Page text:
Theudas


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Theudas

(thyo͞o`dăs), leader of insurgents mentioned by Gamaliel, and probably to be identified with the Theudas who organized a revolt against the Romans when Fadus was procurator of Judea (A.D. 44–46). He is mentioned in the Acts of the Apostles and Josephus' Jewish Antiquities.
References in periodicals archive ?
While pigeons' service to man earns them the immortality associated with individual names, however, the poem emphasizes the pigeon's fundamental humility: "he is not Theudas / boasting himself to be some- / body, this anonymous post- / man" (103).
For some time ago, Theudas rose up claiming to be somebody, and a number of men, about four hundred, joined him; but he was killed, and all who followed him were dispersed and disappeared.
Gamaliel, a Pharisee, compares the situation to that of Theudas' and later Judas the Galilean's uprising (5:36-37).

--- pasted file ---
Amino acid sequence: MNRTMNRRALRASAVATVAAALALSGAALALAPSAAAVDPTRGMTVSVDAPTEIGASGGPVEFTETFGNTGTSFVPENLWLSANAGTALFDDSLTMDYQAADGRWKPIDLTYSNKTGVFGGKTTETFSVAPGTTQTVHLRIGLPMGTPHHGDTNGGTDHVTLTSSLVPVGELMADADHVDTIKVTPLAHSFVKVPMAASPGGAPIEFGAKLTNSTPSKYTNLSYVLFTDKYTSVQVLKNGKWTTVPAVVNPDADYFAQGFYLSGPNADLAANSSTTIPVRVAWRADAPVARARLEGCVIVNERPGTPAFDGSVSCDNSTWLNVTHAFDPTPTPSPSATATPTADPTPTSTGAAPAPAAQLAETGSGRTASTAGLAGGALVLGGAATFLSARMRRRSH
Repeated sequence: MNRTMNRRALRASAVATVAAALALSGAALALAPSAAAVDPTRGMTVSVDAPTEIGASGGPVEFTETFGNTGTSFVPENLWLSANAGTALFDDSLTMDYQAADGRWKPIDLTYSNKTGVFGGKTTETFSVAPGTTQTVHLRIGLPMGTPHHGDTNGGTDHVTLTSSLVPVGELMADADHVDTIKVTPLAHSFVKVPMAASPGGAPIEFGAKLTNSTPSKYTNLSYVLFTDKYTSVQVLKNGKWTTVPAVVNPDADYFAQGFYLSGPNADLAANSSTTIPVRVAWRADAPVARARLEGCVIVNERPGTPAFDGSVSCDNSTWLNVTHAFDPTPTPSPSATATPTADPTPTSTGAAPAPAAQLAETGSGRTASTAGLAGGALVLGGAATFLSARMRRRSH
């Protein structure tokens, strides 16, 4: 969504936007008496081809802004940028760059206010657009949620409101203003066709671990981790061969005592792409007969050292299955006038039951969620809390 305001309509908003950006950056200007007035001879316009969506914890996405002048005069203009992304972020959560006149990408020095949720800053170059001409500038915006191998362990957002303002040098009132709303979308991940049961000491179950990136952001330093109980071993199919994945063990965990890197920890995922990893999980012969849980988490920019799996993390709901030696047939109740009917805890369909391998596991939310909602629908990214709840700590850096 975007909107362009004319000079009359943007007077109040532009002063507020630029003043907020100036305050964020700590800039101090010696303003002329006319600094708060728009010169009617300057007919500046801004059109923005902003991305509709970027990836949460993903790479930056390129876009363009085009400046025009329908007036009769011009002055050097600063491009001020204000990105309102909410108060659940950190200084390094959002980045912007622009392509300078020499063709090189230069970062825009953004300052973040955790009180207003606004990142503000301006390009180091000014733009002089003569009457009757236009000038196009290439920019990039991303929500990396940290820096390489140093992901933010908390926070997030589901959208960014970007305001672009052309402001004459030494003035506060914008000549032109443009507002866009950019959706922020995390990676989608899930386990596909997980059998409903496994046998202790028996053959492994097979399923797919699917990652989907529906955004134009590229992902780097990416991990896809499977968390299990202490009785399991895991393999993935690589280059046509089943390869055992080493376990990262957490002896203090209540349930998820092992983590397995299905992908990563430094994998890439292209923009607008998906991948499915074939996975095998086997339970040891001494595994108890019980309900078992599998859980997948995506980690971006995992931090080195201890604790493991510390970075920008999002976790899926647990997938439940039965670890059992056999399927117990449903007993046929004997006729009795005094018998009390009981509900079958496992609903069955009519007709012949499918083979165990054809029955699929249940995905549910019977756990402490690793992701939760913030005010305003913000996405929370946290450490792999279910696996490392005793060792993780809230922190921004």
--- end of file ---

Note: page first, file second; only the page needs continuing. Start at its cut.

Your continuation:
One recent survey chronicled several hundred predictions of the Messiah's return and the end of time as we know it, beginning with Theudas's announcement in A.D.
Jesus was turned over to the Roman Governor who reached his own judgment that this alleged would-be messiah should be publicly executed, but was not so dangerous to make it necessary to round up and kill his followers, which is what the Romans subsequently did in suppressing the popular protest movements led by Theudas and the Jewish rabble-rouser known as "the Egyptian." (12)
Chapter 4 looks at the `sign prophets', the six individuals or groups who led movements (such as Theudas and other figures in the decade or so before the fall of the temple).
Theudas, "boasting himself to be somebody," had been killed.
Luke wrongly dates the birth of Jesus and Theudas's uprising.